Muslim
In picture: Khizr Khan, whose son Humayun SM Khan was one of 14 American Muslims who died serving in the US Army in the 10 years after the 9/11 attacks, offers to loan his copy of the Constitution to Republican US presidential nominee Donald Trump, as he speaks while a relative looks on during the last night of the Democratic National Convention in Philadelphia, Pennsylvania, US, July 28, 2016.Reuters

President-elect Donald Trump has been a polarising figure, to say the least. Throughout his campaign, the billionaire business tycoon-turned-politician has said numerous things against minorities, but his most vitriolic words have been targeted at Muslims, like the parents of American soldier Humayun Khan. 

Even during the presidential debates, Trump while answering a question had urged people to recognise "radical Islamic terrorism" for what it is. A strong opponent of taking in migrants, Trump had also suggested "extreme vetting" of them before they are allowed into the United States. 

Therefore, it comes as no surprise that right from the time it became apparent that Trump was all slated to become the 45th President of the United States, Muslims not only in the US but from across the world began expressing their fears. They were afraid of not only living in the country but also even travelling there. They were also afraid of the fate of Muslims world over.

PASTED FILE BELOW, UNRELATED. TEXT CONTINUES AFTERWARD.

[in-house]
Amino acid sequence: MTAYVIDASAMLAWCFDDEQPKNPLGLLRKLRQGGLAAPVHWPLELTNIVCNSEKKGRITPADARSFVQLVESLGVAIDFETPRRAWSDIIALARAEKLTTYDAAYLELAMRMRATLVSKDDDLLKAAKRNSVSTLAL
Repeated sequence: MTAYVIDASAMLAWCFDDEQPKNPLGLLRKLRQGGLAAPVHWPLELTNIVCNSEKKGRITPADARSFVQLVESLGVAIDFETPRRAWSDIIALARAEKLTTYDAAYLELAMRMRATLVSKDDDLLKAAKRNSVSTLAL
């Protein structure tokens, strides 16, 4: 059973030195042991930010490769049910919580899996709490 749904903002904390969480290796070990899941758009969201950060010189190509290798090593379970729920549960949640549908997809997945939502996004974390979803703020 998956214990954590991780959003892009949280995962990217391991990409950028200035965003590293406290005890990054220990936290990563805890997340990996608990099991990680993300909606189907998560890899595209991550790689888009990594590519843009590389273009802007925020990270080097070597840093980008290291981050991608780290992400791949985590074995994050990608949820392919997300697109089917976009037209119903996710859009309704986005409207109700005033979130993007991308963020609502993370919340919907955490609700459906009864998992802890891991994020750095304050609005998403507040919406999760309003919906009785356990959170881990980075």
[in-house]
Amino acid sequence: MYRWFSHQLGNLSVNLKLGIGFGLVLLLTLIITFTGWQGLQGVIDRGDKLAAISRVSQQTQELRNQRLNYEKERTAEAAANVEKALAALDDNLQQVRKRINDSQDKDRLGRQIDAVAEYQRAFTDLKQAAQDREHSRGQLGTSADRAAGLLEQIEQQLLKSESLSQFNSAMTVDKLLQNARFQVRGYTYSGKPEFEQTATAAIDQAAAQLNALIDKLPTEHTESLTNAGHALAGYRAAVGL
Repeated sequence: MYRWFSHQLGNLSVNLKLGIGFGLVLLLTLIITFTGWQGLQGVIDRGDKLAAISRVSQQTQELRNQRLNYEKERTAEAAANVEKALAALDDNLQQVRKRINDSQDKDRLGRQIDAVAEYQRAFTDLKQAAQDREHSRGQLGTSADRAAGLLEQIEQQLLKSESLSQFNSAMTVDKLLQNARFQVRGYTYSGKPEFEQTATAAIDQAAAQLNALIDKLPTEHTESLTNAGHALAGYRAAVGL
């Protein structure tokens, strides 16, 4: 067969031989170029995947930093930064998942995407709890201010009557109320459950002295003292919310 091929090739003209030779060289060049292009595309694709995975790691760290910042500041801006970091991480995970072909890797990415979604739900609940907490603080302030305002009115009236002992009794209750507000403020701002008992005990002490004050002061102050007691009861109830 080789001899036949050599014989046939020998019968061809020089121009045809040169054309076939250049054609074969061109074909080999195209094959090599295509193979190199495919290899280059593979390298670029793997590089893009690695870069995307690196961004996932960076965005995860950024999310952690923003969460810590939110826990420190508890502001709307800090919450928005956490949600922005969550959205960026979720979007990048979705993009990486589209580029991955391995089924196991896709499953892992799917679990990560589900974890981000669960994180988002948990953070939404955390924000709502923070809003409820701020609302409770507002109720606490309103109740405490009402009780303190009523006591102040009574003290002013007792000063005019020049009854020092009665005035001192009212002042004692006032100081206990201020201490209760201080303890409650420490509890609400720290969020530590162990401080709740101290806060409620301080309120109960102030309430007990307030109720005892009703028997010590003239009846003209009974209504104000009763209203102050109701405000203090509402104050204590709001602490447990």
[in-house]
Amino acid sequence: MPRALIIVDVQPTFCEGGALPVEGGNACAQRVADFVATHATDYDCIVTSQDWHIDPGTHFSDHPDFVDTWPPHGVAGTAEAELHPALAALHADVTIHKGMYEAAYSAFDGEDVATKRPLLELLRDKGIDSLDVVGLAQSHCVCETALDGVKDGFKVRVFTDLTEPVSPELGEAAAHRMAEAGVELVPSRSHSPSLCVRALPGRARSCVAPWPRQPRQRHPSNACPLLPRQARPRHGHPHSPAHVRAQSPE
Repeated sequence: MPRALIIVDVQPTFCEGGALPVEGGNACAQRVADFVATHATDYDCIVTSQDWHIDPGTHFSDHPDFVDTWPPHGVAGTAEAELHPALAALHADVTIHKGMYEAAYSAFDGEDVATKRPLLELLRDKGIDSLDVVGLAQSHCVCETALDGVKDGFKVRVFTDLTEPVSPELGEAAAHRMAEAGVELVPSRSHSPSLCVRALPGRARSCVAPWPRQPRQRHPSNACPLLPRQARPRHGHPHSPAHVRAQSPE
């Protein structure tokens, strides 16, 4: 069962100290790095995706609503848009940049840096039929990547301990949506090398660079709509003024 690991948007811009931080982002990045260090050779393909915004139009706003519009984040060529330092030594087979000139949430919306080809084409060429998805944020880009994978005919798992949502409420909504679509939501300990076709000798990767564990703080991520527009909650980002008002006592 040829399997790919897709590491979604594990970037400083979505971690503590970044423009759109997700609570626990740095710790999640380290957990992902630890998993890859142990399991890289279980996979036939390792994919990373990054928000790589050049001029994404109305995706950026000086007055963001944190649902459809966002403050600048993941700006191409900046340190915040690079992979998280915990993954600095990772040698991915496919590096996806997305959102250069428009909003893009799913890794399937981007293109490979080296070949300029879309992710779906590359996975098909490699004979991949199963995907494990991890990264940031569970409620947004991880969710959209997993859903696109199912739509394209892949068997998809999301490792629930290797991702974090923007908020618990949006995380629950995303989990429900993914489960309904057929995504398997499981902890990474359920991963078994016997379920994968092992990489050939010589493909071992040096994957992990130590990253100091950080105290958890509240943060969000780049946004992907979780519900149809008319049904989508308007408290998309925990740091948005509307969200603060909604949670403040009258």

The reactions, however, varied in their tone. For example, this Muslim man seemed both disappointed and afraid with the result: 

This gentleman was thinking about the women as well, and how Trump had talked of grabbing a certain portion of their anatomy:

Then there was this young lady, who was calling for some introspection.

These gentleman summarised the sentiments quite succinctly: 

Some were absolutely blunt.

The underlying sentiment in all these statements, and more, seemed to be fear, having trumped hatred towards the Republican candidate.

However, Trump himself seemed to be moving in a different direction when it comes to governing a country that was deeply divided during the presidential campaigning. He said in his address on Wednesday morning: "Now it's time for America to bind the wounds of division. I say it is time for us to come together as one united people."

He went on to add: "I pledge to every citizen of our land that I will be president for all Americans, and this is so important for me. For those who have chosen not to support me, I'm reaching out to you for your guidance and your help so that we can work together to unify our great country." Where Muslims figure in his plan will now be apparent in a matter of time. 

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